I’d heard that agents would look more favorably on writers who show they are serious, including setting up a web page. Looking at other authors’ web pages, I realized their purpose is to promote the author’s books and writing careers. I had no fiction credits to my name. But decided to set up a website anyway. Around then, Black Cat Mystery Magazine announced it was looking for story submissions. In a fit of optimism, I submitted a story I’d written a dozen years previously but had mothballed. I thought that if they accepted it, I’d have something to feature on my website. And in March 2020, they did accept it!

Meanwhile, I sent queries to about twenty agents. A few asked to see my manuscript, but ultimately, they all rejected it. I figured the novel needed more work, so I paused my queries while rewriting it. A few months later, I tried again with a revised draft and another set of agents, but the result was similar: some expressed interest, but none offered to represent me.

During this time, I’d been exchanging manuscripts with other writers and absorbing their critiques. By my sixth draft, I concluded I needed a completely different ending, so I threw out the final 25% of the novel and wrote a new one.

In early 2021, I began my third round of queries. This time I decided not to limit my queries to agents but to also approach a layer of smaller publishers who were willing to consider un-agented submissions,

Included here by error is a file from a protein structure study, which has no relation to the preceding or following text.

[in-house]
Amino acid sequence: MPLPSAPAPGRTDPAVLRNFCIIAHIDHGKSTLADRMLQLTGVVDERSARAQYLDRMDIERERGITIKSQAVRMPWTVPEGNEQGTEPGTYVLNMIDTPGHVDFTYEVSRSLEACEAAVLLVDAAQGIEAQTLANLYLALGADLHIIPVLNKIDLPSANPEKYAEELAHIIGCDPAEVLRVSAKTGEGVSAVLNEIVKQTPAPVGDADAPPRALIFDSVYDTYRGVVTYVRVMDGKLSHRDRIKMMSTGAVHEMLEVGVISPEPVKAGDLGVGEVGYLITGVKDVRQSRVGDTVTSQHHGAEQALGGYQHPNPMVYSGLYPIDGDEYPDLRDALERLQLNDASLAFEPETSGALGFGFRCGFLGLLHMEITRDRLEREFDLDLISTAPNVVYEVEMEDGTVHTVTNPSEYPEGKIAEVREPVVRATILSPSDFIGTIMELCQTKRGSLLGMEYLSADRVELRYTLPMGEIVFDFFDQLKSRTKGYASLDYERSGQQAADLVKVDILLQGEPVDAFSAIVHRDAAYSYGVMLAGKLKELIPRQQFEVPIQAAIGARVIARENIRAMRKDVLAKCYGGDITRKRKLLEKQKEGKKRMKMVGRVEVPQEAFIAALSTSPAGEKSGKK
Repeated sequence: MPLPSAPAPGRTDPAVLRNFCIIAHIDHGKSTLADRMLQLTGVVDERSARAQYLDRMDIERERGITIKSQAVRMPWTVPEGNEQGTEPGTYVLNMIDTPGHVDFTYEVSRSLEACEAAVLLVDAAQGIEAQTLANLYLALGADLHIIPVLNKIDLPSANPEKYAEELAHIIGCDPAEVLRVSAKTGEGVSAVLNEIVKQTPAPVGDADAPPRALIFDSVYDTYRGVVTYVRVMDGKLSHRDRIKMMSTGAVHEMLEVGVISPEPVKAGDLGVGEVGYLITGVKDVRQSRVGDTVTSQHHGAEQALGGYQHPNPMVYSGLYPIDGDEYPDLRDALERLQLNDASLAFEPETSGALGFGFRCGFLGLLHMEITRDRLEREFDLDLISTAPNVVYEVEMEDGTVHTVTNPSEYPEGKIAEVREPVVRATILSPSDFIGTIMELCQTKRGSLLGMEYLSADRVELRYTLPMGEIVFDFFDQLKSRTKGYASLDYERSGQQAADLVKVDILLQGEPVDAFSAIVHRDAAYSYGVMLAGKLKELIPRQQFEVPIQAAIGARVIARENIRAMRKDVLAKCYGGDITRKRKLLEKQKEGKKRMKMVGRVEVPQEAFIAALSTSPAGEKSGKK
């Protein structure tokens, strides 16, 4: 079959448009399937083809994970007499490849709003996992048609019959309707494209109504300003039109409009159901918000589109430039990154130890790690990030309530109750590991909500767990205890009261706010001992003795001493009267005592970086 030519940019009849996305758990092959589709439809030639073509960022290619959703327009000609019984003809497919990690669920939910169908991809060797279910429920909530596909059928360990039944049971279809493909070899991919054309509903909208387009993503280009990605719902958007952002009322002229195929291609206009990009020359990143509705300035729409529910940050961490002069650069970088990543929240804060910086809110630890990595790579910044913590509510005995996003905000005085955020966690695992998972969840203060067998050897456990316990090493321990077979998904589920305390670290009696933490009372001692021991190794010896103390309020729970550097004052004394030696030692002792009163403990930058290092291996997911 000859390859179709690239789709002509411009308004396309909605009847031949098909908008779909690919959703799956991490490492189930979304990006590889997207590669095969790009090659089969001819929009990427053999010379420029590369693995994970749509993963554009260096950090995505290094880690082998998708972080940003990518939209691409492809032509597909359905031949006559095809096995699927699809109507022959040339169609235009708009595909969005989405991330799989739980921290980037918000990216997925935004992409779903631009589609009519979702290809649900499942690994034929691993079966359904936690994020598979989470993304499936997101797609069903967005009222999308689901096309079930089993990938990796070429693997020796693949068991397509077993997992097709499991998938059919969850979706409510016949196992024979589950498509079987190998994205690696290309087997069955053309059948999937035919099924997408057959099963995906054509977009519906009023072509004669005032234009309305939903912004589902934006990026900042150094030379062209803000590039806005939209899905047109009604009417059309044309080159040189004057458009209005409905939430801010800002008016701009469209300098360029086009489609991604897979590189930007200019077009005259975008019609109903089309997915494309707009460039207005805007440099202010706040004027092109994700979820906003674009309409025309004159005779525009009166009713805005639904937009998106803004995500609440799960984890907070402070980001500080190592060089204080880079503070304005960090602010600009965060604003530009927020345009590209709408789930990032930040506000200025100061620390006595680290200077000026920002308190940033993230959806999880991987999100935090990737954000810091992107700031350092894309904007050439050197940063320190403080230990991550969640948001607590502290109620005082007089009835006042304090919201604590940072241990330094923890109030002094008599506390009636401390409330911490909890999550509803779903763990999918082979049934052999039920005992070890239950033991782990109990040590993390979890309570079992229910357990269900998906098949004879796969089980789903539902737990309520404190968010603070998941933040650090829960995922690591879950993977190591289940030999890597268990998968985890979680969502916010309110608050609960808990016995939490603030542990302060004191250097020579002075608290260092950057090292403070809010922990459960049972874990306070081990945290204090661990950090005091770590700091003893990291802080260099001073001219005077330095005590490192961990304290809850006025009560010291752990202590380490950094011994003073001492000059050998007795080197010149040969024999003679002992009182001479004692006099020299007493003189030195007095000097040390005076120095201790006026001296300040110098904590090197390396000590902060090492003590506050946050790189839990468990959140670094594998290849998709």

And I started to get some encouraging signs. The new agents were no more enthusiastic than those I’d approached in the earlier rounds. Still, several small publishers gave me detailed suggestions for improving the novel and said they’d be willing to take another look if I revised it. (At that point, I was already working on a seventh draft, based on input from a second professional editor.)

I also was selected as a finalist in the 2021 Daphne du Maurier contest for Excellence in Mystery/Suspense, in a division for unpublished authors—and I ended up placing second among the six finalists.

And—in a final breakthrough—in July 2021The Wild Rose Press offered me a contract for my novel, NOT YOUR CHILD.

At that point, I still didn’t know when issue #11 of Black Cat Mystery Magazine was going to be published; that was the one that would feature my short story. I joked that it was a race between BCMM and Wild Rose Press as to which of them would be the first to publish my fiction. As it turned out, BCMM won the race by a whisker: the issue came out in February 2022.

NOT YOUR CHILD was released two months later, on April 18, 2022— four and a half years after I decided to plunge into National Novel Writing Month. So much happened during that time, yet in another way, it seems like it’s been like the blink of an eye.

It’s been an amazing time for me, learning new skills and becoming part of a wonderful community of writers. I’m grateful for all the help and support I’ve received.

Now I hope readers will enjoy the novel. I hope they’ll love my characters and that they’ll be caught up in suspense as they turn the pages to see how the book ends.